The 8 pound test is all about capacity and recovery from extreme loading. It is not meant to be a recommended state-of-use, but rather a reference.

In the 8 pound test, the stands are at the absolute upper right corner of their maximum capacity in terms of stability, and you would not want to use them this way, as they are not unconditionally stable with this load.

There are only two microphones out there that weigh this much, the Classic RCA44 and the very nice AEA R44C reproduction of the RCA. It is unlikely that you would see these microphones on the road, but it is a reference.

We use a gallon of water (substituting for these microphones) as the test weight. A precisely measured gallon of water weighs 8.34 pounds at 62 degrees F, or 3.8kg at 17 degrees C. We round it down to 8 pounds or 3.62 kg.

 The stand/boom combination is taken to the limit of stability, and at that limit support the 8 pound weight and recover from the load without any bending or damage.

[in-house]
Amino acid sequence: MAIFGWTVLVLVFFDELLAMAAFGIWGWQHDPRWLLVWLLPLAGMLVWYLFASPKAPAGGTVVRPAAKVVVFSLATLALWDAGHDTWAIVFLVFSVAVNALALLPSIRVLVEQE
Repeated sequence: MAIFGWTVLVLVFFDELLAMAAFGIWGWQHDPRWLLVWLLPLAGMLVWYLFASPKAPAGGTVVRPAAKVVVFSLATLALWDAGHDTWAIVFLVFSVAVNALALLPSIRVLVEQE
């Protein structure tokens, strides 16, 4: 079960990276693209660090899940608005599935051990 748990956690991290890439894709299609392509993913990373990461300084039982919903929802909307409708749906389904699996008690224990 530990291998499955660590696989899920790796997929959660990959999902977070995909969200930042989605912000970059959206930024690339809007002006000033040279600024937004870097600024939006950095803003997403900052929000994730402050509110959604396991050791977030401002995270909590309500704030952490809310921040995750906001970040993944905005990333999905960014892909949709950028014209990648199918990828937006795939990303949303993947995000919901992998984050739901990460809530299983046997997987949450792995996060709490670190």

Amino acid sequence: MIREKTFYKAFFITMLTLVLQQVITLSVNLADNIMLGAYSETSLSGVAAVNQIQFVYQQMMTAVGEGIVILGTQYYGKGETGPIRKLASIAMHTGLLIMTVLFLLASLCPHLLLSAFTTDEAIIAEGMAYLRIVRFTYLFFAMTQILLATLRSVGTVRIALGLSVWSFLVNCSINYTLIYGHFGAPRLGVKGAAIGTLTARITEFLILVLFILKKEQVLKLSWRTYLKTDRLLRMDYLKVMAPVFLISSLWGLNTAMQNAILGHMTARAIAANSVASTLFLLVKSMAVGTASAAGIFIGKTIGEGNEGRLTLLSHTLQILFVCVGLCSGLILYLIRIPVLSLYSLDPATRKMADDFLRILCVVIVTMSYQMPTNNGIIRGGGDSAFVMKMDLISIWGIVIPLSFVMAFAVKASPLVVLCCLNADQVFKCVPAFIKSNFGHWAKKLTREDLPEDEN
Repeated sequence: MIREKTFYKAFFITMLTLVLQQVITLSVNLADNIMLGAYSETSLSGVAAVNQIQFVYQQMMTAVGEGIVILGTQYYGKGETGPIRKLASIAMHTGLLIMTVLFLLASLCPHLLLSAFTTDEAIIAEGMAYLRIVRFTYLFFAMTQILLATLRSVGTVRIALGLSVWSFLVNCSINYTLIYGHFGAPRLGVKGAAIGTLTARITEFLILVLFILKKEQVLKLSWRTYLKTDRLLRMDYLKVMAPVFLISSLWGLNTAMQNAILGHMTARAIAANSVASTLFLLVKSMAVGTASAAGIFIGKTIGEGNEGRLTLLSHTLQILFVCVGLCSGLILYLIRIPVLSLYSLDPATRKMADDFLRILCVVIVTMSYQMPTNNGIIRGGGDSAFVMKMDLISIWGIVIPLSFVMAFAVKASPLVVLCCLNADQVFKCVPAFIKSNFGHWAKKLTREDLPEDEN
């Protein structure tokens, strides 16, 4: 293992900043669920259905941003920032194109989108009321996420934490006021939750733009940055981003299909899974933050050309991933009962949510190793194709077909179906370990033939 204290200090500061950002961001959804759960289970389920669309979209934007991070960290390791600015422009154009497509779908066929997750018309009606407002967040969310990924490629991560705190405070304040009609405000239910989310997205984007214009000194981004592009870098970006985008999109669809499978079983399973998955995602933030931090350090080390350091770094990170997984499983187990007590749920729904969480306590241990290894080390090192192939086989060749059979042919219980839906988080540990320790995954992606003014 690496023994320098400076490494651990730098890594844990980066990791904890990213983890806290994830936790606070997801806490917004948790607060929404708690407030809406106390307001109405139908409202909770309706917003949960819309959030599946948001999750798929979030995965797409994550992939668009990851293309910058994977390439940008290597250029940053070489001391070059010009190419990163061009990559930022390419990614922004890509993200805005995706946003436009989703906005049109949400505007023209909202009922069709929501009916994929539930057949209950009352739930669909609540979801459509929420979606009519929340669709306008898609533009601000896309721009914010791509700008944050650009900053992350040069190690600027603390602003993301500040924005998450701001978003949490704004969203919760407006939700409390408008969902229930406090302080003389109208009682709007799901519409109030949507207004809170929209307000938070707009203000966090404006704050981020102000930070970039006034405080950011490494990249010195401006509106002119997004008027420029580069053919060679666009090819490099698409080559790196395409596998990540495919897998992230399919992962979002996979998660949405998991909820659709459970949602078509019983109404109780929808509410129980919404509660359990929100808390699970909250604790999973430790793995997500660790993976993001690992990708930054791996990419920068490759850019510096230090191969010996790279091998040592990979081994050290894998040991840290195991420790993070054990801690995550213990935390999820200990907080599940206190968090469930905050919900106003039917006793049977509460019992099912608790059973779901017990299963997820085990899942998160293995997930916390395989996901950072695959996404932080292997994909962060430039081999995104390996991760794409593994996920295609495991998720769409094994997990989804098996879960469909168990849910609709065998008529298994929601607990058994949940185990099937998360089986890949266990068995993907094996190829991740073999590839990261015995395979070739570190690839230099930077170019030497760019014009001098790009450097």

The stand tube extension locks must also support the combined weight of the load and the boom self-weight without slipping.

Yeah, OK, we're showing off.

 

 
   
This is a Surefoot Mid-Weight stand and boom supporting the gallon of water 22" beyond the vertical centerline of the stand, and 12" outside of the tip of the forward base leg. The boom is aligned with the forward leg.

The stand is comprised of a Longfoot base, with 1-1/4" (tapped for 1-1/8") and 7/8" standard wall tubes, and the boom is a Surefoot Black Max Midweight with 7/8" standard wall tube and a 5/8" thick wall tube.

The boom head can be pinned for heavy loads to absolutely assure that it does not slip, but pinning was not necessary with this load .

All of this from a stand/boom combination that weighs 12 lbs.

But that was not enough, so....

This shot added 25 pounds of additional base weight (a work box full of 5/8" truss bolts) and the boom was extended quite a bit.

Note the position of the boom in relation to the curb behind it, and the bow in the top stand section.

This is the boom/stand after the removal of the test load.

Again, compare the boom to the curb in the background.

Note that it has returned to normal shape without any permanent bending or deformation.

It was grunting hard, but never in any trouble.

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